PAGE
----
“The New Zealand novel of the year and Wilkins' best work so far.” Nicholas Reid, Sunday Star-Times 13/12/09 [this quote has been added late to the post, thanks to 'Glow Little Glowworm' in the comments below.]I am not passing judgement on the three chosen ones - Fiona Farrell's Limestone, Owen Marshall's Living as a Moon and Alison Wong's As the Earth Turns Silver. I admire and respect these authors and offer my heartfelt congratulations. I also admire and respect the panel of judges led by Stephen Stratford.
But why oh why such a skinny, nay, stingy list? Why not a generous handful of novels to recognise all that is excellent - and to persuade a cautious reading public to get into some of them* - not just Wilkins either, how about Charlotte Grimshaw? Ruth Pettis? Even if Somebody Loves Us All was not a judge's cup of tea it would have had to have made a shortlist of five or six. Surely. [This paragraph was directed at the judges when I first posted, but it has been pointed out to me that the judges had no leeway, they had to choose only three, so I am redirecting it to those who set up the new awards - Booksellers and the sponsor NZ Post.]
Here, dear blog reader, is my original review of Damien's novel posted while I was doing my summer reading in a hammock in the Wairarapa. The best thing you can do now to make up for its exclusion from the country's top book awards is to get out and buy this book and read it.
"King of the Hammock so far is the deliciously joyful, perceptive and funny Somebody Loves Us All by Damien Wilkins. This is a tour de force by the Wellington author written while basking in the Menton sun as last year’s Katherine Mansfield fellow. His joy at having time to write and being somewhere else is evident in this book. But like most ‘exiled’ writers, his mind fell back to where he came from and Somebody Loves Us All is set slap bang in apartment-living central Wellington with segues into Lower Hutt and Petone, and a trip through the Desert Road.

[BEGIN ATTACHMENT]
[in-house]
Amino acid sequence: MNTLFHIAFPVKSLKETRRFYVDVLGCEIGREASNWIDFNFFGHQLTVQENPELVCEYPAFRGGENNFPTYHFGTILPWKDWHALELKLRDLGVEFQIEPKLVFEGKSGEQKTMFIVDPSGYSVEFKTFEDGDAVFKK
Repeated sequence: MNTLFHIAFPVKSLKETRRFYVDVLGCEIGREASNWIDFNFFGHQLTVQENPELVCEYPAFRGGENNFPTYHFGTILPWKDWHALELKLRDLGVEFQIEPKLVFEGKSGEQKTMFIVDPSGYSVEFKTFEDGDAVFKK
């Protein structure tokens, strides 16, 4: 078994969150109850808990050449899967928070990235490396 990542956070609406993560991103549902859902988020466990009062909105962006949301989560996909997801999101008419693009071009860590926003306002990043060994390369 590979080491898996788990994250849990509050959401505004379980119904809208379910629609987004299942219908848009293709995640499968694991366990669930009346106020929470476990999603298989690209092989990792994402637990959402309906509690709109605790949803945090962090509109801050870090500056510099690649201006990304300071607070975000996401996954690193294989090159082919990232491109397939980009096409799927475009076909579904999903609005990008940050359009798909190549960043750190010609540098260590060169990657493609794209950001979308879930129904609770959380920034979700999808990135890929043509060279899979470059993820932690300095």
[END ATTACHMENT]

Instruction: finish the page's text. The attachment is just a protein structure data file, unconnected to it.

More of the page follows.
It’s about Paddy who’s 50 and a speech therapist with a regular newspaper column and a recalcitrant patient - Sam - who refuses, for some reason, to speak. Paddy's also happily married and the proud new owner of a bicycle. Enter his ageing mother, who moves in next door and starts – with no knowledge of the language – speaking French.
As usual, Wilkins skewers the social stuff – the ways people are when they graze and grapple with each other, especially families. He always gets the mix of wonder and disgust, vulnerability and bullying, knowing and surprise, humour and sadness, vanity and self-loathing that characterise our relationships, but in his latest novel there is more wonder and humour, more surprise and vulnerability. This time, Wilkins nails the emotional stuff, and his novel is more expansive and more satisfying as a result. Definitely up at the top of my 'best of' list for the year.
What I treasure most of all reading Somebody Loves Us All are those laugh-out-loud moments - oh don’t we need those in a book! doesn’t comedy trump tragedy every time? These hover especially around the relationship Paddy has with his old mate, Lant, who is divorced and single and a demon on a bike. Their competitive cycling relationship made me howl – the question of who has the most sophisticated cycling gear and who can make it up the Hataitai hill first without being killed. Fabulous.
And then there's the mother. Her story is on the other end of the scale. Deeply and marvellously moving. The ending a triumph."
The full original review is here. Plus the NZ Book Awards announcement and follow-up releases and heated discussion can be found on the marvellous Beattie's Bookblog.
* Okay, so being shortlisted doesn't always affect a novel's sales much, but winning always does (and you can only win if you're shortlisted, right?) On the other hand, The Blue hit the bestseller list while it was shortlisted in 2008 and that continued after it won Best First Book and Readers Choice Awards. And for some books the difference between a few unexpected sales after hitting a shortlist and flat-lining in the sales stakes is huge. Sales aren't everything either, remember those intrepid library readers... And remember, too, what maketh a writer's career - being short-listed in a major award often influences his/her future funding and ability to continue writing.